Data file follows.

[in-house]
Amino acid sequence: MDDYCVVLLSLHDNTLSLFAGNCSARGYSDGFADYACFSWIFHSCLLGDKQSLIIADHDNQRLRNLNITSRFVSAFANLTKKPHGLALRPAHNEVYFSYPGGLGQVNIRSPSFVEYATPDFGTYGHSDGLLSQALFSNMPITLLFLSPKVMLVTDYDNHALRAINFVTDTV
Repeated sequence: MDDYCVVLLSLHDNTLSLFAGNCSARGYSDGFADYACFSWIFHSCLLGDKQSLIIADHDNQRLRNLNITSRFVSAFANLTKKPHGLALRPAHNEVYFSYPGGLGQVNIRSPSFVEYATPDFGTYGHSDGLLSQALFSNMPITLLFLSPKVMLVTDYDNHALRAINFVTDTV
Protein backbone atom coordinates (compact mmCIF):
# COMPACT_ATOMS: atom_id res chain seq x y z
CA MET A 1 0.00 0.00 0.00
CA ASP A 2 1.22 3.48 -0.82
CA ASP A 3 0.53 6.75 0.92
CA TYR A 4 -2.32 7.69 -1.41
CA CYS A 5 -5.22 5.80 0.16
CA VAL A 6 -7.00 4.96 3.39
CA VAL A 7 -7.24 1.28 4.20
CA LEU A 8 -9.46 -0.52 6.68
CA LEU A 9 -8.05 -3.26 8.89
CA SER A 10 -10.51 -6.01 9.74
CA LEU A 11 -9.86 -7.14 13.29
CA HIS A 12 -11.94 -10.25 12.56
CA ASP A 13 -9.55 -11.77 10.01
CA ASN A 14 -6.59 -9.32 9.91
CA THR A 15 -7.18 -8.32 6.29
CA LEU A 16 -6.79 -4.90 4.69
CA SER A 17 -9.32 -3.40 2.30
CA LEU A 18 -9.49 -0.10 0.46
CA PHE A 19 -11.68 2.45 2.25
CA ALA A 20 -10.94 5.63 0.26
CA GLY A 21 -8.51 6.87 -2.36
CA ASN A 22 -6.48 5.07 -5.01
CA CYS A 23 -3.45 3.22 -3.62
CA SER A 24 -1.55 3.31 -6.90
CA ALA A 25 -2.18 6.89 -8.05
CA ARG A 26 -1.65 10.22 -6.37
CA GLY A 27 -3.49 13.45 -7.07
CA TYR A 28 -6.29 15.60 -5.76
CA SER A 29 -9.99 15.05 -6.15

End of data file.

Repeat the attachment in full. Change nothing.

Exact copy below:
[in-house]
Amino acid sequence: MDDYCVVLLSLHDNTLSLFAGNCSARGYSDGFADYACFSWIFHSCLLGDKQSLIIADHDNQRLRNLNITSRFVSAFANLTKKPHGLALRPAHNEVYFSYPGGLGQVNIRSPSFVEYATPDFGTYGHSDGLLSQALFSNMPITLLFLSPKVMLVTDYDNHALRAINFVTDTV
Repeated sequence: MDDYCVVLLSLHDNTLSLFAGNCSARGYSDGFADYACFSWIFHSCLLGDKQSLIIADHDNQRLRNLNITSRFVSAFANLTKKPHGLALRPAHNEVYFSYPGGLGQVNIRSPSFVEYATPDFGTYGHSDGLLSQALFSNMPITLLFLSPKVMLVTDYDNHALRAINFVTDTV
Protein backbone atom coordinates (compact mmCIF):
# COMPACT_ATOMS: atom_id res chain seq x y z
CA MET A 1 0.00 0.00 0.00
CA ASP A 2 1.22 3.48 -0.82
CA ASP A 3 0.53 6.75 0.92
CA TYR A 4 -2.32 7.69 -1.41
CA CYS A 5 -5.22 5.80 0.16
CA VAL A 6 -7.00 4.96 3.39
CA VAL A 7 -7.24 1.28 4.20
CA LEU A 8 -9.46 -0.52 6.68
CA LEU A 9 -8.05 -3.26 8.89
CA SER A 10 -10.51 -6.01 9.74
CA LEU A 11 -9.86 -7.14 13.29
CA HIS A 12 -11.94 -10.25 12.56
CA ASP A 13 -9.55 -11.77 10.01
CA ASN A 14 -6.59 -9.32 9.91
CA THR A 15 -7.18 -8.32 6.29
CA LEU A 16 -6.79 -4.90 4.69
CA SER A 17 -9.32 -3.40 2.30
CA LEU A 18 -9.49 -0.10 0.46
CA PHE A 19 -11.68 2.45 2.25
CA ALA A 20 -10.94 5.63 0.26
CA GLY A 21 -8.51 6.87 -2.36
CA ASN A 22 -6.48 5.07 -5.01
CA CYS A 23 -3.45 3.22 -3.62
CA SER A 24 -1.55 3.31 -6.90
CA ALA A 25 -2.18 6.89 -8.05
CA ARG A 26 -1.65 10.22 -6.37
CA GLY A 27 -3.49 13.45 -7.07
CA TYR A 28 -6.29 15.60 -5.76
CA SER A 29 -9.99 15.05 -6.15